Sara Dylan has a flirtation scene with Sam Shepard that is like a dnema-verite nightmare. She goes through womanly-wisdom routines while he plays the juvenile and you feel it will never end. Slender and smiling, Joan Baez is pleasantly relaxed (except when she does an arch parody of a gypsy accent). She never takes what’s going on seriously enough to be embarrassing; playing something called The Woman in White, she just seems to be humouring Dylan. But her slightly blank, ironic off-handedness makes the viewer feel a fool for watching and she does more necking than singing. Part of Dylan’s psychodrama here involves a triangle — hot revelations about his past life with Sara Dylan and Joan Baez. With the improvisational techniques he’s using, what is revealed amounts to this: Baez has a soliloquy on the soundtrack about wanting somebody. (The women in this movie are very hard up.) Then she sings a song about her relationship with Dylan, and asks him, ‘What do you think it would have been like if we’d gotten married?’ This is capped by her switching drinks with him; they’re playing Hollywood lovers for us. Somewhere toward the fourth hour, Dylan and Sara Dylan are referred to as Renaldo and Clara, and a little later we sit watching while Sara Dylan gives Dylan a little soft pawing and Baez plays the rejected other woman. And, in one howling moment, he stands between the two women and the camera moves down his torso, as if he were the oak tree of life. This triangle is the big number (Mailer having already played a love scene on screen with his wife). Dylan tries an artistic-film-maker device by having Sara Dylan ride in a carriage and then step out and enter a building to be replaced by Joan Baez, inside the building, wearing Sara’s clothes. Only Dylan could imagine that either of the characters they’re playing has enough identity to transfer. (And in visual terms, he picked the wrong woman for this transfer scene: in long shot, Joan Baez and Ronee Blakley look enough alike to confuse viewers.)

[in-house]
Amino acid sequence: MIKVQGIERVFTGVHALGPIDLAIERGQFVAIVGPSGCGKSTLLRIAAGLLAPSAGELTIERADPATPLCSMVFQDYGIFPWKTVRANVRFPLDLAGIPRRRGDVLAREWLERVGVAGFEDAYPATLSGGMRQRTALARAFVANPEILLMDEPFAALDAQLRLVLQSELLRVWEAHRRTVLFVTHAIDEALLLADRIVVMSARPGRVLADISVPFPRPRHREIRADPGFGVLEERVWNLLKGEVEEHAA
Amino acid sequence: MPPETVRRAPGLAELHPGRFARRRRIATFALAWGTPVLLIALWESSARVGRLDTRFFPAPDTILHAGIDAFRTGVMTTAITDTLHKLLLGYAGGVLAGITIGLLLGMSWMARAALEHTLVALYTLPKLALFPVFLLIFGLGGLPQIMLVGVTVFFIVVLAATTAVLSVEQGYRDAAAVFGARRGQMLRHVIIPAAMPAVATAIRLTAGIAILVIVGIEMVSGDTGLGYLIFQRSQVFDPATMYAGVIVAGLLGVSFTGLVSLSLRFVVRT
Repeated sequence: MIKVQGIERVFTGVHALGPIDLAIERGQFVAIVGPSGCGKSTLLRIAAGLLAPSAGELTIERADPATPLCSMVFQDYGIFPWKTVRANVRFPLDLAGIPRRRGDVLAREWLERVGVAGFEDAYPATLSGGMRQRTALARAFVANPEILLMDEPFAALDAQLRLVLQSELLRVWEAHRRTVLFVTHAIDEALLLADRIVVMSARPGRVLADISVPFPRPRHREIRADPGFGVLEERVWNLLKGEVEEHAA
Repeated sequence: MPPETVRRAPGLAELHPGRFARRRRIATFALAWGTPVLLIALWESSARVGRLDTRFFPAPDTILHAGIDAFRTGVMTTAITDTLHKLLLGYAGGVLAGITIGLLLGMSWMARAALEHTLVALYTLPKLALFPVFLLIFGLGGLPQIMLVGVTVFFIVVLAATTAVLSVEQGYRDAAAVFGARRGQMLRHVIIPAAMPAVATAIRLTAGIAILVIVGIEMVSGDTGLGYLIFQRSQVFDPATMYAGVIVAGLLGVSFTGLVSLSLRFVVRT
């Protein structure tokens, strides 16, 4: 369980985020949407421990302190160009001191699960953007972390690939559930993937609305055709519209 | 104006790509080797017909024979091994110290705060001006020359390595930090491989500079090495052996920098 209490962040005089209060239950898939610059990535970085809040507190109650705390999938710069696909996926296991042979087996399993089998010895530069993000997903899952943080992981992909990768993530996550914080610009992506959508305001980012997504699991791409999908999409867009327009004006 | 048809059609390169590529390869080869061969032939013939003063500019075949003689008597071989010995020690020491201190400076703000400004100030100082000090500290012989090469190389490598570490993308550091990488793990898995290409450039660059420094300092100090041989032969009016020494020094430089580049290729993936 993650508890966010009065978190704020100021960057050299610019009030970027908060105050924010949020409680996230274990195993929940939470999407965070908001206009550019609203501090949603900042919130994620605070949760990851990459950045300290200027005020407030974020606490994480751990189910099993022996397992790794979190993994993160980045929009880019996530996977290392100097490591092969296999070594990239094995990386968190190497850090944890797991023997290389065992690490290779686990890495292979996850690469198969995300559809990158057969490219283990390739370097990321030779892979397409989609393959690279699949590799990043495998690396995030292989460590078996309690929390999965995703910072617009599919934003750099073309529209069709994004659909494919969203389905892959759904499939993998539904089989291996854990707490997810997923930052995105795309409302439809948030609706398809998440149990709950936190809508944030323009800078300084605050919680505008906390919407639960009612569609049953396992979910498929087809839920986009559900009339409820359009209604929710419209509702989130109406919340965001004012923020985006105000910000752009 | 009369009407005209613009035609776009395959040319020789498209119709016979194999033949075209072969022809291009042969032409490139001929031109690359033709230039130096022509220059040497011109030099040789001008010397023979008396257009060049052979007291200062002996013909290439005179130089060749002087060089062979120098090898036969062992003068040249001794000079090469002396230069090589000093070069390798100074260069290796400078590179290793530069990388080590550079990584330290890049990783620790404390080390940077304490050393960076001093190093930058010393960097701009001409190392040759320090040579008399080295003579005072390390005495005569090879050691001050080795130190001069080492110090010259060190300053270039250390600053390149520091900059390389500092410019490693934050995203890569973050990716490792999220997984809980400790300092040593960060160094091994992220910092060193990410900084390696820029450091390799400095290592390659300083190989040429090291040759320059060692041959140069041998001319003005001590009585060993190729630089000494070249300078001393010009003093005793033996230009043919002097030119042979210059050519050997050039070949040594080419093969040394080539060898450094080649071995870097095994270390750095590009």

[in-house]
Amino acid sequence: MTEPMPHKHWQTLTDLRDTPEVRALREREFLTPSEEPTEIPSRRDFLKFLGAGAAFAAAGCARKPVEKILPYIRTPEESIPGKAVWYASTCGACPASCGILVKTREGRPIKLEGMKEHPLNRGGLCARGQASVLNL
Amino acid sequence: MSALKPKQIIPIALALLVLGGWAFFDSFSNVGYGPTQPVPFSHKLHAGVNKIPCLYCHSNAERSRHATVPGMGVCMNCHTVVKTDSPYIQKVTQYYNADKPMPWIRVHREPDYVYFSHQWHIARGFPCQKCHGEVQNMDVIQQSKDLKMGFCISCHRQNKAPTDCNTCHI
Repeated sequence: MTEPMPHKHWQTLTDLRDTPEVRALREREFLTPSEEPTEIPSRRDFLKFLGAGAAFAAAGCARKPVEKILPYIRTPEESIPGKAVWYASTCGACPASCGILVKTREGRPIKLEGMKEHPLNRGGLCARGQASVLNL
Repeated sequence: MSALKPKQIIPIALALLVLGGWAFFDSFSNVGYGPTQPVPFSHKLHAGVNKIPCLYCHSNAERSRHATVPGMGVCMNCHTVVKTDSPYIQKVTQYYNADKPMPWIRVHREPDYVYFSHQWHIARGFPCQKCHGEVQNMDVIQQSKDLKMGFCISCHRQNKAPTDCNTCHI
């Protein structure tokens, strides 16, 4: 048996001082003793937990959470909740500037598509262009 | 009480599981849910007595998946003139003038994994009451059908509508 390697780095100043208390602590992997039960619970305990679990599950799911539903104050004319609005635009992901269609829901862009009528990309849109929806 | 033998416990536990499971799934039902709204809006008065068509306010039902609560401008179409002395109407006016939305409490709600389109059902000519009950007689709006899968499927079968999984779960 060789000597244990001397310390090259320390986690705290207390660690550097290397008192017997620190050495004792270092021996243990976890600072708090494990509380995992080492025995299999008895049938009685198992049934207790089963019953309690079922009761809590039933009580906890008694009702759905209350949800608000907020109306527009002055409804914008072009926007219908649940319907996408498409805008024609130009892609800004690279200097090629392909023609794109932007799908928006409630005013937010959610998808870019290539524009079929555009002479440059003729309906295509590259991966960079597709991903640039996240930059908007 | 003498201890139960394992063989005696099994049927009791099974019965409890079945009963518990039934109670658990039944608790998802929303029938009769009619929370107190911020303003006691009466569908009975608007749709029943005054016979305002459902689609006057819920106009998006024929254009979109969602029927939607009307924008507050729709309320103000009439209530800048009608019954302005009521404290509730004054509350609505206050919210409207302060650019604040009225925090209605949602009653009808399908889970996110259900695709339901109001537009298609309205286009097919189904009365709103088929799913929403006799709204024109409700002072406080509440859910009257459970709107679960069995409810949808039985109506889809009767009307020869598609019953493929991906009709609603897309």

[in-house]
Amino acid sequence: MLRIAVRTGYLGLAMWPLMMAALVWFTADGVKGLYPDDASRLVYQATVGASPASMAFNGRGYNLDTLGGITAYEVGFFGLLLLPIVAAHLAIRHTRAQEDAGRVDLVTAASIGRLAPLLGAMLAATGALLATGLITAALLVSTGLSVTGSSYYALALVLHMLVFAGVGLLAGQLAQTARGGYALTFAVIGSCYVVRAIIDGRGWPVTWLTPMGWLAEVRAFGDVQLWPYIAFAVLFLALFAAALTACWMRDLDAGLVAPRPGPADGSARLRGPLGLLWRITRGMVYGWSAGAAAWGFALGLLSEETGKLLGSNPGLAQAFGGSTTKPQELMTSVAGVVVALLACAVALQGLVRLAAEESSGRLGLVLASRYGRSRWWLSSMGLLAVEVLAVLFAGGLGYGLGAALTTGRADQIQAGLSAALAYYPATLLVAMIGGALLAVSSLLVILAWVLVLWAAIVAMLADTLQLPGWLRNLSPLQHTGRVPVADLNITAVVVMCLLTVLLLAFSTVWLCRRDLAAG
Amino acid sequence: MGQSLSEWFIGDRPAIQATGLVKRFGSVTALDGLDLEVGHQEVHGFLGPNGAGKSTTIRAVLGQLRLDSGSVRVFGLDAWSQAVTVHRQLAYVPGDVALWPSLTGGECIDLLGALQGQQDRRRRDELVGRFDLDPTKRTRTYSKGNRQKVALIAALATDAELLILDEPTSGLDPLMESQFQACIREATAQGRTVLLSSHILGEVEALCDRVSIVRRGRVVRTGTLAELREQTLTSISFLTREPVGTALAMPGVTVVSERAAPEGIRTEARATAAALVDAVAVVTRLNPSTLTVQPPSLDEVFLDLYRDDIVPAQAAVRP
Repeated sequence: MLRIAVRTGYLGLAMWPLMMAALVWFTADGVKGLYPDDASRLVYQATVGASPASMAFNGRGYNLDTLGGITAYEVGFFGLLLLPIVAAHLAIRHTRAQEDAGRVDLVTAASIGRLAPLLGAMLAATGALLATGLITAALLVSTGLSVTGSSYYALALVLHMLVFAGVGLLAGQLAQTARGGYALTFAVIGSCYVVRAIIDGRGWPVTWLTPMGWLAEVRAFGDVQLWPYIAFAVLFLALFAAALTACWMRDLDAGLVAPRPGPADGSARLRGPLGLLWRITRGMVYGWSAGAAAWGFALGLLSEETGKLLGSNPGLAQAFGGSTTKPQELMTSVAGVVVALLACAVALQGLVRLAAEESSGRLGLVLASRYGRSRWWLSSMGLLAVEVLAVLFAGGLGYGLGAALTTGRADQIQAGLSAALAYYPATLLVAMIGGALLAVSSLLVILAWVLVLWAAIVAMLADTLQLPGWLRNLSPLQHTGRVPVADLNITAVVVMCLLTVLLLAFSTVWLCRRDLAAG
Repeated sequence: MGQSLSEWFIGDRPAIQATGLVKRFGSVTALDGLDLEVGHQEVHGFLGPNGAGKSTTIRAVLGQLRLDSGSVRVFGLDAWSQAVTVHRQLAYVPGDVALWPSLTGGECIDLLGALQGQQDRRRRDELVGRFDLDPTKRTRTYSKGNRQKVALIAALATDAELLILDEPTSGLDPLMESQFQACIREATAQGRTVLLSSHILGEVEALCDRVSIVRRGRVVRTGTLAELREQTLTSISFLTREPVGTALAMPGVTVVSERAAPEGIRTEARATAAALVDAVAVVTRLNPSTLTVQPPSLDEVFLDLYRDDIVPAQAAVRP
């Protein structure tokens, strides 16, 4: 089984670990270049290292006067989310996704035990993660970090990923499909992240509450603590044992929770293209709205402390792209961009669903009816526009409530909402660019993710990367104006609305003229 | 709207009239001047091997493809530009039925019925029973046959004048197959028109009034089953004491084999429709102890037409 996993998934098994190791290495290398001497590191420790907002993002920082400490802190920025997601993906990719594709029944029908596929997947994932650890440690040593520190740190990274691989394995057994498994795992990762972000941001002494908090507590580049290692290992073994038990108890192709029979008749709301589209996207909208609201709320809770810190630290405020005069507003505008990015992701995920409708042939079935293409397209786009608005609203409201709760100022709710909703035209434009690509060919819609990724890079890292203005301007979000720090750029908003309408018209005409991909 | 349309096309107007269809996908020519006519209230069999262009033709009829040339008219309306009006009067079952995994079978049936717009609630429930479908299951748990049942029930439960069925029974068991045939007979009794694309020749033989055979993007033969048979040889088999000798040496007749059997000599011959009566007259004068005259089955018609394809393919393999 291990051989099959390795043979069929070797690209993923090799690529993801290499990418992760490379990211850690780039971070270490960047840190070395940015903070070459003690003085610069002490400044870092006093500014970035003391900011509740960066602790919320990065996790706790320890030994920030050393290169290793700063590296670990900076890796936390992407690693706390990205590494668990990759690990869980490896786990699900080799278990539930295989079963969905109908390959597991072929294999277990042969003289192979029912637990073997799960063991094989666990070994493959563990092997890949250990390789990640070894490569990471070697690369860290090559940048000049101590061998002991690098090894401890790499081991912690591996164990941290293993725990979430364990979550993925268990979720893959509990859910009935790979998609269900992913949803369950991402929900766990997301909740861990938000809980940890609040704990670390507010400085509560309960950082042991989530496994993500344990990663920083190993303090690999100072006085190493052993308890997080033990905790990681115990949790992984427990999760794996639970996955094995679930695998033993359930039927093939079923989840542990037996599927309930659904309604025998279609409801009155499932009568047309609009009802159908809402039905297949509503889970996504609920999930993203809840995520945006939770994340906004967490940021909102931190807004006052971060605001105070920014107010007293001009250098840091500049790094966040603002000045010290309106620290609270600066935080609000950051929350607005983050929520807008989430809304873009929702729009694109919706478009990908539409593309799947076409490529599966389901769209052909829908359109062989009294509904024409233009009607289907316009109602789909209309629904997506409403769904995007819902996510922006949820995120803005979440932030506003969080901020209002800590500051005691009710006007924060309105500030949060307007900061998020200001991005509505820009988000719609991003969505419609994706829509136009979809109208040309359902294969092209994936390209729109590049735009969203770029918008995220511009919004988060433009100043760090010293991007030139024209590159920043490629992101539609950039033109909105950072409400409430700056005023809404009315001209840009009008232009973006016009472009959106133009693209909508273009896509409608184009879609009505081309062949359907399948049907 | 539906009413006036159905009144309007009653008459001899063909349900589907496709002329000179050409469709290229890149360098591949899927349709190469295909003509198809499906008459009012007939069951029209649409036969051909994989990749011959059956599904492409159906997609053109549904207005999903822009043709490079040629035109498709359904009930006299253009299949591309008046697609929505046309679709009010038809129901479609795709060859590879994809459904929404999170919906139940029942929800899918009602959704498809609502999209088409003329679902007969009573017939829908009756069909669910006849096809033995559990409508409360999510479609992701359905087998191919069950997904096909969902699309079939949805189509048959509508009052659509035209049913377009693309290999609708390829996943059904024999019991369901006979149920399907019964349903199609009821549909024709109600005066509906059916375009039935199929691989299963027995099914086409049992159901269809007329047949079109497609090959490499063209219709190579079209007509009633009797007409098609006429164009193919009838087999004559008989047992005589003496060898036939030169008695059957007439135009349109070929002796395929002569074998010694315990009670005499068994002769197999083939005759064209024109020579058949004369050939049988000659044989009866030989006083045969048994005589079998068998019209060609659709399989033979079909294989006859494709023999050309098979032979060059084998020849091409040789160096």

The pretence that Dylan is playing someone named Renaldo collapses when we see how he is received by the Tuscarora Indians. They’re delighted and honoured that Bob Dylan, the star, has come to visit them. And this star, who in his lyrics identifies himself with the ‘poet who died in the gutter’ and the ‘clown who cried in the alley’, reacts as if he were blessing them by his presence. (He wants to be buried in an unmarked grave. Of course. That’s why he’s made a four-hour movie about himself and his pilgrimage.) Is Dylan still so impressed by adulation? Doesn’t he know that even fourth-rate actors in a TV series who rent themselves out to open a supermarket are received as if they were saviours?
New Yorker, 13 February 1978